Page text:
Joint favourites Germany face England's conquerors Italy in the second semi-final of Euro 2012 on Thursday night, with Löw’s side having been heavily backed since the tournament began having won all of their games so far.
In comparison, Italy have only actually won once in normal time of their 4 matches, coming against arguably the tournament's weakest side, in Ireland. Despite the countless and rightful plaudits for their midfield against England, and in particular Andrea Pirlo, Italy have struggled for goals thus far and this will be a real worry against the Germans.
The Azzuri have netted just 4 times in the tournament (excluding the penalty shoot-out with England) and have scored just once from open play. Funnily enough that strike was their first in the competition and came against reigning champions Spain, relying on goals from set piece situations against Croatia and the Irish before drawing a blank against England.
In comparison, no team has scored more goals than Germany's 9, or more from open play for that matter, than their tally of 7. One would automatically assume, therefore, that the German's had created more big chances than their semi-final opponents, though that is not the case. Italy's tally of 10 big chances created is testament to the creativity of Pirlo and co. and is a tournament-leading figure, with Germany only carving out half of that amount.
Furthermore, Löw’s side have needed just 60 shots to register their impressive 9-goal haul (15% conversion rate) while Italy's tournament-high of 88 shots proves that their finishing has been wayward thus far (4.5% conversion rate). Germany have tested the keeper with 40% of their efforts up to now, which is significantly higher than Italy's 30% and proves that Buffon is likely to have a far more lively evening than he did against England at the weekend.
In terms of the two sides' possession and pass accuracy statistics, there isn't a great deal to choose between them. Germany rank higher for both, with 59.3% possession and 88.7% pass accuracy respectively, though Italy's figures are still impressive, with averages of 55.8% and 84.7% both ranking them 5th overall in the competition.
However, when looking at their passing styles there are clear differences. Though both sides rank in the top 3 and only behind Spain for short passes per game, with Germany on 538 and Italy averaging 491, Prandelli's side tend to look long far more often. Partly due to the sheer brilliance in the range of passing from Pirlo, but also due to their more direct approach, Italy's average of 62 long balls per game is only behind Ukraine. In contrast, Germany have averaged just 39, which is fewer than any other side at the tournament.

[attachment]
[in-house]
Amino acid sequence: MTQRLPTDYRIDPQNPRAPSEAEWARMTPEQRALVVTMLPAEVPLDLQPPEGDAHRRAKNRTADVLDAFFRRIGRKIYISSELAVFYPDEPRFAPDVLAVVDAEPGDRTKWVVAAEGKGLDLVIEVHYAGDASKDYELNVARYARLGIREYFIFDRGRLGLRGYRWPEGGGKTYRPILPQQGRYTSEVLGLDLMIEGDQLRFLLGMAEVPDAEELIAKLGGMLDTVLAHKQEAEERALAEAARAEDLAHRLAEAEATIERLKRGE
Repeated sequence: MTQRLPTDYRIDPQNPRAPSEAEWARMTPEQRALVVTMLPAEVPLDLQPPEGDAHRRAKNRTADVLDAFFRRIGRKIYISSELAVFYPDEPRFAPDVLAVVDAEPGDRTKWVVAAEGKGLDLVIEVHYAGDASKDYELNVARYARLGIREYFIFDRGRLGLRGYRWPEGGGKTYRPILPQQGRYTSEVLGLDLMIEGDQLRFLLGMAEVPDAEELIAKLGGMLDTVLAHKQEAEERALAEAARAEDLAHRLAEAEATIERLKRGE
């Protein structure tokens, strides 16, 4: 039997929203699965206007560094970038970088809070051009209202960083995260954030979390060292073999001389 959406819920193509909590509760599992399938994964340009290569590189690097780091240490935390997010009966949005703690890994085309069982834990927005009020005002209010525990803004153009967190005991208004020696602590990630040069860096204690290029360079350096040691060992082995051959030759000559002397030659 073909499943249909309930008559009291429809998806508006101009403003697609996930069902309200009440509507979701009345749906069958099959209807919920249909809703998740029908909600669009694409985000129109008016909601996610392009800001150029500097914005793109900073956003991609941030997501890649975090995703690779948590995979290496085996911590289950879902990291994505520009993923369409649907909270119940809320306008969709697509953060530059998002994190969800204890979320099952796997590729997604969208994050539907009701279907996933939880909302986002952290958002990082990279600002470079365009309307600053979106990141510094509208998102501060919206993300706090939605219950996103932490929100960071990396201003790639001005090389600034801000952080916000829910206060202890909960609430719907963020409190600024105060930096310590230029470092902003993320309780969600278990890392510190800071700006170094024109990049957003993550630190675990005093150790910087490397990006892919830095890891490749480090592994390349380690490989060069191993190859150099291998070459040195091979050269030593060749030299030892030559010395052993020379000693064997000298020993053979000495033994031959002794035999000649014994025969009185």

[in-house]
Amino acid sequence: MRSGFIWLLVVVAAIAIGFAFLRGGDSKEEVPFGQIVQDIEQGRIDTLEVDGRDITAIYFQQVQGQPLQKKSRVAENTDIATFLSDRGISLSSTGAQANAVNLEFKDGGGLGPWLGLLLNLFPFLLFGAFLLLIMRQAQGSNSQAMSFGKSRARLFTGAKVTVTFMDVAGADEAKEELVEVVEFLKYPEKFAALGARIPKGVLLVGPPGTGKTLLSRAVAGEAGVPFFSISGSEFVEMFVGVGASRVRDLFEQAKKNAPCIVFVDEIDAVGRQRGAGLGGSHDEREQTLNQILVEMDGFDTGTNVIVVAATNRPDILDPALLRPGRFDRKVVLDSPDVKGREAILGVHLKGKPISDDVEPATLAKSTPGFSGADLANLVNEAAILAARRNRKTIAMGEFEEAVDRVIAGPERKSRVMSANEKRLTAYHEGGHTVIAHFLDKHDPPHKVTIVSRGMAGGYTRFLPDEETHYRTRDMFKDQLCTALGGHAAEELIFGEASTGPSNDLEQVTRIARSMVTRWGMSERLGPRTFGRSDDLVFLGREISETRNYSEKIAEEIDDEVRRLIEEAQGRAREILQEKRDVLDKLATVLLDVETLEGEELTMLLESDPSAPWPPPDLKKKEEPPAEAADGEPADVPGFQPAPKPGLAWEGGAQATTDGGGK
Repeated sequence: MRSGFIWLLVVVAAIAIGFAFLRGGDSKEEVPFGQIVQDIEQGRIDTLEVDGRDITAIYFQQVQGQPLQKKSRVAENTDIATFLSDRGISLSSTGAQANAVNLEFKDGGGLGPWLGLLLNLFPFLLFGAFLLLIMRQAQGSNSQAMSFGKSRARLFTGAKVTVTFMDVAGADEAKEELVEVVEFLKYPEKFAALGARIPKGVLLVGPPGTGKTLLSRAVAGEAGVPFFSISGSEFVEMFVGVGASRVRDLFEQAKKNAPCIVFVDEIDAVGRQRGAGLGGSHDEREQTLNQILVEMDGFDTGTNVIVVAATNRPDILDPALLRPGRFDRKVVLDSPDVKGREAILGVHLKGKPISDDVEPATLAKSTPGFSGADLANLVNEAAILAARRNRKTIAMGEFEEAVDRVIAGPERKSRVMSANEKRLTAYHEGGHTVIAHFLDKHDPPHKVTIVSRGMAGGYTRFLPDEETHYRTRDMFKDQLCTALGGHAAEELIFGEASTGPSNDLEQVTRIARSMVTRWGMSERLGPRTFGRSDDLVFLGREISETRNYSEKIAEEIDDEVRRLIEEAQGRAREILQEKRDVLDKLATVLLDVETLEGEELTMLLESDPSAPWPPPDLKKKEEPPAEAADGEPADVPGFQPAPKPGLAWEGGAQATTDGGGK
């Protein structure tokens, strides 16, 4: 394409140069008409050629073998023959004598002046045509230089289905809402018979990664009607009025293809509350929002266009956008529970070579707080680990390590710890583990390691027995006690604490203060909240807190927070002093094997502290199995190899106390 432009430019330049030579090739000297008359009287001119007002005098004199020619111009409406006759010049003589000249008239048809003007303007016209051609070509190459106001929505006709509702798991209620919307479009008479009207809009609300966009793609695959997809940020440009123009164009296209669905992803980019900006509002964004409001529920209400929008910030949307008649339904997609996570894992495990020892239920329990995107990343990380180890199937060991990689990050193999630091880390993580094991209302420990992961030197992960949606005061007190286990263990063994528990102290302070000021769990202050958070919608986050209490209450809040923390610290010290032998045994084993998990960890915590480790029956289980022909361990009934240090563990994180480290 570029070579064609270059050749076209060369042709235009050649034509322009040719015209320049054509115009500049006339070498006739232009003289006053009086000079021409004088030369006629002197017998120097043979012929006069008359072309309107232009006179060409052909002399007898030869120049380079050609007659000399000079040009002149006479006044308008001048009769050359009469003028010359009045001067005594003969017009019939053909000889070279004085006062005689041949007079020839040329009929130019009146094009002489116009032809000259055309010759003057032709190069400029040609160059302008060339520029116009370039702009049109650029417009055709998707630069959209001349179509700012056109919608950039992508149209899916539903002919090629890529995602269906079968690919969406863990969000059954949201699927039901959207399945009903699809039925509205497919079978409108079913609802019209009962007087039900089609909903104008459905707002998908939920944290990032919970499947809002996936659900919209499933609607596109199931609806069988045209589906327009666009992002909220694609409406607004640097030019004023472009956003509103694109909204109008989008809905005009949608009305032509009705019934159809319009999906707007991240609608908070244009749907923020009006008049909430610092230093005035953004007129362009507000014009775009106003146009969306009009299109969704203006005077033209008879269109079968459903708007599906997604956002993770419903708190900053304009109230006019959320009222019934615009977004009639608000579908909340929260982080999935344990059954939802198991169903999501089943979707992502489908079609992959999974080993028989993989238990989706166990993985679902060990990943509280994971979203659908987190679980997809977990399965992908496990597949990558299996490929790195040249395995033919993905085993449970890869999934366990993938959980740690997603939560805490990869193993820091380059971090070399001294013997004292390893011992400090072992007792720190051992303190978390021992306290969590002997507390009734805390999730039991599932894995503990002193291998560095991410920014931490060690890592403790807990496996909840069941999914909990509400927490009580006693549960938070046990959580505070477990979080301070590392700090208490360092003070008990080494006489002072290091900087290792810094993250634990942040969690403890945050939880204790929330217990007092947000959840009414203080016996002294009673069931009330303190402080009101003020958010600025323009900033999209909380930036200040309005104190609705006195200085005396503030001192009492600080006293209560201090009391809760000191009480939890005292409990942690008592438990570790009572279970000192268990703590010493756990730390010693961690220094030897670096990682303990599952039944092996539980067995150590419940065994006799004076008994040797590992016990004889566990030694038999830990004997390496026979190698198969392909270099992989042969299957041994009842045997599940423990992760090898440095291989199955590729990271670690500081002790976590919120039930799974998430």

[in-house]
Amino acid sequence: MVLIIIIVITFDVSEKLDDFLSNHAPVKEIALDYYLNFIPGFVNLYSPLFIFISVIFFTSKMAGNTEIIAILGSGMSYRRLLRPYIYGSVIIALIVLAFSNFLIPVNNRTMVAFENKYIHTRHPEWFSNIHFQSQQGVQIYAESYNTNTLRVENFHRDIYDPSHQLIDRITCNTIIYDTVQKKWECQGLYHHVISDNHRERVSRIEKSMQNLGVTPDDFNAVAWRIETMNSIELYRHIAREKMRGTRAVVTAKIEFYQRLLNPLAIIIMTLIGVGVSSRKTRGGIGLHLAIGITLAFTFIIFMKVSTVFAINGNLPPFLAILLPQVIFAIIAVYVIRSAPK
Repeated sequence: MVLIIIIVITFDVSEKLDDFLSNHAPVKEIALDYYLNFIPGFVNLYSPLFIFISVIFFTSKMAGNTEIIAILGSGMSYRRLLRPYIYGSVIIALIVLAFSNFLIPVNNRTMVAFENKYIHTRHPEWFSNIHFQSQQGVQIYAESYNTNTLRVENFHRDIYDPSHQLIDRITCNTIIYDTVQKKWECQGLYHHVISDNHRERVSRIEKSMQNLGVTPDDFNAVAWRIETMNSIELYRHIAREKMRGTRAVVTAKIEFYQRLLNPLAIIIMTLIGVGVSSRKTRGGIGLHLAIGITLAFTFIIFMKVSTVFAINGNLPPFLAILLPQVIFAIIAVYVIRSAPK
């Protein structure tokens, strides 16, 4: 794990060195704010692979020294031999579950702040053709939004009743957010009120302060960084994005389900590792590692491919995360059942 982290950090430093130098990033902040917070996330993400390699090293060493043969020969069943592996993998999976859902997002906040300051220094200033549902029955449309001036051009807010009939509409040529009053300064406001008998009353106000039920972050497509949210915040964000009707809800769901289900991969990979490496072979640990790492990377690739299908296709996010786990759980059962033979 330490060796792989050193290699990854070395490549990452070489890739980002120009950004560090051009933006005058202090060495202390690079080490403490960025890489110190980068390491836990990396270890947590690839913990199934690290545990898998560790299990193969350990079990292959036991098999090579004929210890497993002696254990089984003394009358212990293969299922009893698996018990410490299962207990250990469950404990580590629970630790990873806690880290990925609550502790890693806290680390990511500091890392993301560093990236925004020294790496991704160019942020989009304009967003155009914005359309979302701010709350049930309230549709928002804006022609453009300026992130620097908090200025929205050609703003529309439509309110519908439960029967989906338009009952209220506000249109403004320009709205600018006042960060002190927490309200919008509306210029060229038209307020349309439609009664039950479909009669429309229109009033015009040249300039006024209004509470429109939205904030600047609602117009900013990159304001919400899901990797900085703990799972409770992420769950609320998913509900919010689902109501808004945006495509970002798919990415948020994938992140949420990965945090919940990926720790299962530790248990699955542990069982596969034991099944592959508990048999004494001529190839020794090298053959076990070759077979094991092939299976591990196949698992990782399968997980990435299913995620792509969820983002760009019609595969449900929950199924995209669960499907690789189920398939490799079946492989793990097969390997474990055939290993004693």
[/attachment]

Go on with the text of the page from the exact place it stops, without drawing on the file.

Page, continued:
Another area in which the two sides differ greatly is their aggression. Italy have picked up a tournament-high of 11 bookings thus far, with Germany receiving just 3, and between just 2 players, representing a tournament-low. However, another interesting statistic shows that the German's have actually averaged more tackles per game than the Italian's, with the latter's figure of 15.3 ranking them down in 12th at the tournament despite their poor disciplinary record. What this would suggest is that Löw’s side are far better at timing their challenges, and Italy will need to tread carefully to avoid giving away fouls in dangerous areas.
Although neither is likely to directly man mark the other, most feel that the game on Thursday could well be won and lost by either Mesut Özil or Andrea Pirlo. Both will play in a similar area on the pitch, with Özil roaming behind the lone striker for Germany and Pirlo constantly coming deep for the ball for Italy. The two are both considered playmakers for their sides, though their styles in doing so contrast greatly.
Pirlo has averaged slightly more passes per game than Özil, though this is greatly influenced by his performance against England last time out. However, Özil just edges it for key passes, and in turn has picked up one more assist than Pirlo thus far. This can be attributed to the fact that he has done much of his work in and around the box at the Euros, playing shorter passes, which have also contributed to the better pass accuracy of the two.
The Madrid man has averaged just 1.5 long balls per game, with Pirlo's average of 10 the most obvious difference in the duo's playing style with regards to where on the pitch they pull the strings. Set-piece duties for Pirlo mean that he has completed 2.8 crosses per game thus far, while Özil floats in the corridor between midfield and attack, drifting wide to average 2.3 per game in comparison.
The way that the two managers see fit to deal with either sides' puppet master will be intriguing, but the reality may be that, with an extra two days rest and a fresher squad, Germany have more stars to fall back on if Özil’s threat is nullified.